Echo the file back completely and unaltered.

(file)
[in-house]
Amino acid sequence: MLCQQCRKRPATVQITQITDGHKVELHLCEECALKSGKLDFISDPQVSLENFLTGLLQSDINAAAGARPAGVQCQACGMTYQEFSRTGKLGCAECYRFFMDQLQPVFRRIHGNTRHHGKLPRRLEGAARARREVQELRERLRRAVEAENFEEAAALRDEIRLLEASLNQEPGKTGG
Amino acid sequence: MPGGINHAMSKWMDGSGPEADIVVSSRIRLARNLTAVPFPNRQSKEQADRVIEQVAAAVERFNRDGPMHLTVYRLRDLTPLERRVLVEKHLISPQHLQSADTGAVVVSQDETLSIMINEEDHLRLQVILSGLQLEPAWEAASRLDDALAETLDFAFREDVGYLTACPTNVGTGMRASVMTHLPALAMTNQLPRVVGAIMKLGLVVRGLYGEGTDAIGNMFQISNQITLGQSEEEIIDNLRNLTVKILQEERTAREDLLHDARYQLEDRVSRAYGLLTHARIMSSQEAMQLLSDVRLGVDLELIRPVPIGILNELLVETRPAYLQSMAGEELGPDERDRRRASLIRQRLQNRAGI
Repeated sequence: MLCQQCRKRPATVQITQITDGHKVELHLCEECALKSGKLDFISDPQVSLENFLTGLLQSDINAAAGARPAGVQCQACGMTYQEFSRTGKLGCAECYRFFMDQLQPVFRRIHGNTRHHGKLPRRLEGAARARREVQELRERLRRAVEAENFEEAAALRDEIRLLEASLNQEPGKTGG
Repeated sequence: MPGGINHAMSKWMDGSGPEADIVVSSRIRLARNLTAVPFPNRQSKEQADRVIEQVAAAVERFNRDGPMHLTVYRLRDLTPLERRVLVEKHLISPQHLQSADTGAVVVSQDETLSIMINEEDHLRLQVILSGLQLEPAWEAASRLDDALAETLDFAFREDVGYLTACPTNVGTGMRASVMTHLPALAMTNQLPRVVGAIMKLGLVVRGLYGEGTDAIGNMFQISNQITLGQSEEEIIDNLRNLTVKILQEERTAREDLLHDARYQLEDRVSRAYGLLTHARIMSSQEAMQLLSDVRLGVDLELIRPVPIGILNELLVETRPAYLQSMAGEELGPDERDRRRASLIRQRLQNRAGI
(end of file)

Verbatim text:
[in-house]
Amino acid sequence: MLCQQCRKRPATVQITQITDGHKVELHLCEECALKSGKLDFISDPQVSLENFLTGLLQSDINAAAGARPAGVQCQACGMTYQEFSRTGKLGCAECYRFFMDQLQPVFRRIHGNTRHHGKLPRRLEGAARARREVQELRERLRRAVEAENFEEAAALRDEIRLLEASLNQEPGKTGG
Amino acid sequence: MPGGINHAMSKWMDGSGPEADIVVSSRIRLARNLTAVPFPNRQSKEQADRVIEQVAAAVERFNRDGPMHLTVYRLRDLTPLERRVLVEKHLISPQHLQSADTGAVVVSQDETLSIMINEEDHLRLQVILSGLQLEPAWEAASRLDDALAETLDFAFREDVGYLTACPTNVGTGMRASVMTHLPALAMTNQLPRVVGAIMKLGLVVRGLYGEGTDAIGNMFQISNQITLGQSEEEIIDNLRNLTVKILQEERTAREDLLHDARYQLEDRVSRAYGLLTHARIMSSQEAMQLLSDVRLGVDLELIRPVPIGILNELLVETRPAYLQSMAGEELGPDERDRRRASLIRQRLQNRAGI
Repeated sequence: MLCQQCRKRPATVQITQITDGHKVELHLCEECALKSGKLDFISDPQVSLENFLTGLLQSDINAAAGARPAGVQCQACGMTYQEFSRTGKLGCAECYRFFMDQLQPVFRRIHGNTRHHGKLPRRLEGAARARREVQELRERLRRAVEAENFEEAAALRDEIRLLEASLNQEPGKTGG
Repeated sequence: MPGGINHAMSKWMDGSGPEADIVVSSRIRLARNLTAVPFPNRQSKEQADRVIEQVAAAVERFNRDGPMHLTVYRLRDLTPLERRVLVEKHLISPQHLQSADTGAVVVSQDETLSIMINEEDHLRLQVILSGLQLEPAWEAASRLDDALAETLDFAFREDVGYLTACPTNVGTGMRASVMTHLPALAMTNQLPRVVGAIMKLGLVVRGLYGEGTDAIGNMFQISNQITLGQSEEEIIDNLRNLTVKILQEERTAREDLLHDARYQLEDRVSRAYGLLTHARIMSSQEAMQLLSDVRLGVDLELIRPVPIGILNELLVETRPAYLQSMAGEELGPDERDRRRASLIRQRLQNRAGI